Genus Myiozetetes is a small genus of passerine birds in the tyrant flycatcher family. The four species occur in tropical Central and South America. They are.

Breeding / Nesting:

They breed in cultivation, pasture, and open woodland with some trees, building a large roofed nest from stems and in a bush, tree or on a building.

The nest is often constructed near a wasp, bee or ant nest, or the nest of another tyrant flycatcher,. The nest site is often near or over water.

The typical clutch is two to four brown or lilac-blotched cream or white eggs, laid between February and June.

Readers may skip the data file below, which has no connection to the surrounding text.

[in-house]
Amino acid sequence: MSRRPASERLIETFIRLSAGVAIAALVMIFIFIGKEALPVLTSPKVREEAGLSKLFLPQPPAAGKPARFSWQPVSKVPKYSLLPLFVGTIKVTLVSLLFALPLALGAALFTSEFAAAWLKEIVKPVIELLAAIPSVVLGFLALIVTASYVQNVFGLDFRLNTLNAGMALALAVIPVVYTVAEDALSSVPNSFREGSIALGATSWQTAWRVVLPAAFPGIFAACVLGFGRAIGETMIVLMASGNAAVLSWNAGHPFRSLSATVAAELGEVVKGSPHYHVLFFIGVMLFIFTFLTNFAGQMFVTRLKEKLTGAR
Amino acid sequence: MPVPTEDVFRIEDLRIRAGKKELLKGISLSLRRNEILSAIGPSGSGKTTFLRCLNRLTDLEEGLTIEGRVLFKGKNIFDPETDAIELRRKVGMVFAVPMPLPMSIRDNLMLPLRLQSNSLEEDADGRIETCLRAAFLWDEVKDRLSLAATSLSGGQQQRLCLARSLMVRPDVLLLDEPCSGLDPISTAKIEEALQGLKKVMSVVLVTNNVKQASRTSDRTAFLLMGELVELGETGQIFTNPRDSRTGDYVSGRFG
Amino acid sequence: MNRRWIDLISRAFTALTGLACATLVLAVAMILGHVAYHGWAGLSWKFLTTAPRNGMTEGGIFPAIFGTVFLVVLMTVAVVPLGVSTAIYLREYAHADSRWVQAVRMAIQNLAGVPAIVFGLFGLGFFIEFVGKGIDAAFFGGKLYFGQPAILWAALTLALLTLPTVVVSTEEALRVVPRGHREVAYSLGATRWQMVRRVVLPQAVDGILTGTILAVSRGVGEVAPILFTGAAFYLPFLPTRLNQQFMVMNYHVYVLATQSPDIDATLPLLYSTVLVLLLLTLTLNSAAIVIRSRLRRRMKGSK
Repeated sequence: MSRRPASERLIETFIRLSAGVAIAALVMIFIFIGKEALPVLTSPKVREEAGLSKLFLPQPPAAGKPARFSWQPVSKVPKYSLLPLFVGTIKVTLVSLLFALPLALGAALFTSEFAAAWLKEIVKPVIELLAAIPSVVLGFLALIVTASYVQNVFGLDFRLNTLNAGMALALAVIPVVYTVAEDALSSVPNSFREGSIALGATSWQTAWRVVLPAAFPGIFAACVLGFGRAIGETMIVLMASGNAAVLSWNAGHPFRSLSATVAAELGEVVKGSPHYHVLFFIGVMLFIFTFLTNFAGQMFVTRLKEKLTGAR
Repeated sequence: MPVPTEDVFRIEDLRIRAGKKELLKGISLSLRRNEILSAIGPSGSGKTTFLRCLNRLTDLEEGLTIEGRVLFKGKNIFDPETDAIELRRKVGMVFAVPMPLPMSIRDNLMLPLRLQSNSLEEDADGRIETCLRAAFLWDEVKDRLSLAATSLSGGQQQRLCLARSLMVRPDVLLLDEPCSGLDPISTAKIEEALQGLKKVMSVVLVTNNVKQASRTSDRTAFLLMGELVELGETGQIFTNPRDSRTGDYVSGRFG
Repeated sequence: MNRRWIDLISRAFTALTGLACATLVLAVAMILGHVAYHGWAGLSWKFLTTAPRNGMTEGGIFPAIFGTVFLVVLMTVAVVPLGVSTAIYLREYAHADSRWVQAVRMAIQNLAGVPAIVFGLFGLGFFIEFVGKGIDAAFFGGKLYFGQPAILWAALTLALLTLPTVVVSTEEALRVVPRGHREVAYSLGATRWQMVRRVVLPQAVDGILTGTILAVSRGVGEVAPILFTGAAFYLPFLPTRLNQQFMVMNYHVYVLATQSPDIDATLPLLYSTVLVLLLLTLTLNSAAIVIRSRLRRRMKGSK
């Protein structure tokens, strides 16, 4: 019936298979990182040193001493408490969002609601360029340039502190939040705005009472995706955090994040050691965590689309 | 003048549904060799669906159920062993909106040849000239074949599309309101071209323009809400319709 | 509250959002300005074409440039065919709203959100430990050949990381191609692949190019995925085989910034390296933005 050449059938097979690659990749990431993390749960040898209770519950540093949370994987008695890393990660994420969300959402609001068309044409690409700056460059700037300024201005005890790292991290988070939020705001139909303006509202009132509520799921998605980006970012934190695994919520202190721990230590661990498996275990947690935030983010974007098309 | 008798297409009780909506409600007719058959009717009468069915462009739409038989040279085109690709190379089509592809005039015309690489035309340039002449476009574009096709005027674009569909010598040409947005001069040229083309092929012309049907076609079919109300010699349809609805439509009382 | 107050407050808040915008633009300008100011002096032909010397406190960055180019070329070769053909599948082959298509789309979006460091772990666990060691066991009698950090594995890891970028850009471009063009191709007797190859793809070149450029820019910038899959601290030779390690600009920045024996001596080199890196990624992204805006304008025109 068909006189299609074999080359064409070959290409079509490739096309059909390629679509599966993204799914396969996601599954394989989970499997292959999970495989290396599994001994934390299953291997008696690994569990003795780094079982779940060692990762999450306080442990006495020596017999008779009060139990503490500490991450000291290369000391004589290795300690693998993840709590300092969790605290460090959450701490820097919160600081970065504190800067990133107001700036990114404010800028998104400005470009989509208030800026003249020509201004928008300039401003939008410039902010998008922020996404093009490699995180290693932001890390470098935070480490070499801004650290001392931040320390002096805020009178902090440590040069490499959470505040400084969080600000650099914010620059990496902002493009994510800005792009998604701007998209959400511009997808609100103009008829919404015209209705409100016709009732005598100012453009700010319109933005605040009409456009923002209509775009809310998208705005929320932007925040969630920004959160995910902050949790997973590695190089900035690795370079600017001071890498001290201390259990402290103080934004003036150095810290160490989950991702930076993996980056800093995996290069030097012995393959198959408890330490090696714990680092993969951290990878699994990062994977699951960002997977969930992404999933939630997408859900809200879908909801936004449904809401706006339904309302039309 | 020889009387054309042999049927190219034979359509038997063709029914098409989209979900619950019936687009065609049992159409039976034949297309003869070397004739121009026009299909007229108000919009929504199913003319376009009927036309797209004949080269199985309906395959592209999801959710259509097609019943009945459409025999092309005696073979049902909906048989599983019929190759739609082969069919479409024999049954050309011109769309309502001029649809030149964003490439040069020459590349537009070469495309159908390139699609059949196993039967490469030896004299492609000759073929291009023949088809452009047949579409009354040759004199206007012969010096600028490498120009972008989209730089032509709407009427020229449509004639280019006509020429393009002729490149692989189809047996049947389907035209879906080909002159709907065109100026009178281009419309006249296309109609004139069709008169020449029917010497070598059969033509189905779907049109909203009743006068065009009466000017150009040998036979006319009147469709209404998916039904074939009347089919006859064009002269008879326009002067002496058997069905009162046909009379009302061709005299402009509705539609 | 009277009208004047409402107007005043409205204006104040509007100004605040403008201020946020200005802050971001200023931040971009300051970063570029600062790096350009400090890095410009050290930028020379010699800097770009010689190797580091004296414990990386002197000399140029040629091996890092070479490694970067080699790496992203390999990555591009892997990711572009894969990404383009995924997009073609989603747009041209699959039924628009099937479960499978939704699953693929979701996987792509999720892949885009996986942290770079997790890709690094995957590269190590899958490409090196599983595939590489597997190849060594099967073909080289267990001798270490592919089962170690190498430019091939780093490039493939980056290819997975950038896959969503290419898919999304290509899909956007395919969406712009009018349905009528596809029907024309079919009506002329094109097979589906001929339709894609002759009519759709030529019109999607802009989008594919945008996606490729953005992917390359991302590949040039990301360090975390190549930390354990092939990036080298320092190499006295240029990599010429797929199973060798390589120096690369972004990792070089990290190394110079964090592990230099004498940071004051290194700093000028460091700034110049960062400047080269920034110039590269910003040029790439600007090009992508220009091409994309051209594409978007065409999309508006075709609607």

Social Flycatcher


The adult Myiozetetes flycatchers are 16-18 cm long and weighs 24-30 g.

The upperparts are olive-brown, and the wings and tail are brown with only faint rufous fringes. The underparts are yellow and the throat is white.

Young birds lack the red-orange crown stripe of the adult, and have chestnut fringes to the wing and tail feathers.

The best distinction between the species is the head pattern. Social Flycatcher has strong black-and white head markings, whereas Grey-capped Flycatcher has a grey head with a short weak eyestripe.

Diet / Feeding:

Myiozetetes flycatchers sally out from an open perch in a tree to catch insects in flight. They sometimes hover to take small berries.

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Gordon Ramel

Gordon is an ecologist with two degrees from Exeter University. He's also a teacher, a poet and the owner of 1,152 books. Oh - and he wrote this website.

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